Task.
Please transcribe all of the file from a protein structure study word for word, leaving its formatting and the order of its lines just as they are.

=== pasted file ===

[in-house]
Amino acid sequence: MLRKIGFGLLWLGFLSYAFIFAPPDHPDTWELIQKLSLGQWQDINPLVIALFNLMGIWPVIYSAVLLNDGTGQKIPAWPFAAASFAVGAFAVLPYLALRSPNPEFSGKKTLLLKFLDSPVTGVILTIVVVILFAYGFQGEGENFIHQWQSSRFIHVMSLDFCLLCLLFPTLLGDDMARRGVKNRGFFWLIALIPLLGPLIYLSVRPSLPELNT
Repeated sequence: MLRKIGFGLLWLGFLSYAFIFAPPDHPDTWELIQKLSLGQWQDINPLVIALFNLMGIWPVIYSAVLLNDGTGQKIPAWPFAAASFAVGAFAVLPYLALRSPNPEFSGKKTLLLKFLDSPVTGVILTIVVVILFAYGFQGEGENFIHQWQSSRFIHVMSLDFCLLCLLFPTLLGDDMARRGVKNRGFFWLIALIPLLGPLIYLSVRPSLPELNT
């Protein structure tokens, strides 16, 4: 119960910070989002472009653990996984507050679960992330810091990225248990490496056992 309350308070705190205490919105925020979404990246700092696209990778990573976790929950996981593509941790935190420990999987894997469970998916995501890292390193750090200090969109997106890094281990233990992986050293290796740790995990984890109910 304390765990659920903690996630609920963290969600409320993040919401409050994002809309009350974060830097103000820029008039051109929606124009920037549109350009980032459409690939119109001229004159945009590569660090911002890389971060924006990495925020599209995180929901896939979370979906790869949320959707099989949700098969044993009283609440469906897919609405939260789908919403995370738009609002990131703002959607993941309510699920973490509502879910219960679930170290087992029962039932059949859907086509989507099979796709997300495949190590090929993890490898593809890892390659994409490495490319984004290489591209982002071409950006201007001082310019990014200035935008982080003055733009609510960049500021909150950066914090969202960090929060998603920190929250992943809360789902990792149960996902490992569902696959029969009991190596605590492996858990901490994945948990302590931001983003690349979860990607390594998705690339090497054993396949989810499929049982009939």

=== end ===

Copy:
[in-house]
Amino acid sequence: MLRKIGFGLLWLGFLSYAFIFAPPDHPDTWELIQKLSLGQWQDINPLVIALFNLMGIWPVIYSAVLLNDGTGQKIPAWPFAAASFAVGAFAVLPYLALRSPNPEFSGKKTLLLKFLDSPVTGVILTIVVVILFAYGFQGEGENFIHQWQSSRFIHVMSLDFCLLCLLFPTLLGDDMARRGVKNRGFFWLIALIPLLGPLIYLSVRPSLPELNT
Repeated sequence: MLRKIGFGLLWLGFLSYAFIFAPPDHPDTWELIQKLSLGQWQDINPLVIALFNLMGIWPVIYSAVLLNDGTGQKIPAWPFAAASFAVGAFAVLPYLALRSPNPEFSGKKTLLLKFLDSPVTGVILTIVVVILFAYGFQGEGENFIHQWQSSRFIHVMSLDFCLLCLLFPTLLGDDMARRGVKNRGFFWLIALIPLLGPLIYLSVRPSLPELNT
């Protein structure tokens, strides 16, 4: 119960910070989002472009653990996984507050679960992330810091990225248990490496056992 309350308070705190205490919105925020979404990246700092696209990778990573976790929950996981593509941790935190420990999987894997469970998916995501890292390193750090200090969109997106890094281990233990992986050293290796740790995990984890109910 304390765990659920903690996630609920963290969600409320993040919401409050994002809309009350974060830097103000820029008039051109929606124009920037549109350009980032459409690939119109001229004159945009590569660090911002890389971060924006990495925020599209995180929901896939979370979906790869949320959707099989949700098969044993009283609440469906897919609405939260789908919403995370738009609002990131703002959607993941309510699920973490509502879910219960679930170290087992029962039932059949859907086509989507099979796709997300495949190590090929993890490898593809890892390659994409490495490319984004290489591209982002071409950006201007001082310019990014200035935008982080003055733009609510960049500021909150950066914090969202960090929060998603920190929250992943809360789902990792149960996902490992569902696959029969009991190596605590492996858990901490994945948990302590931001983003690349979860990607390594998705690339090497054993396949989810499929049982009939």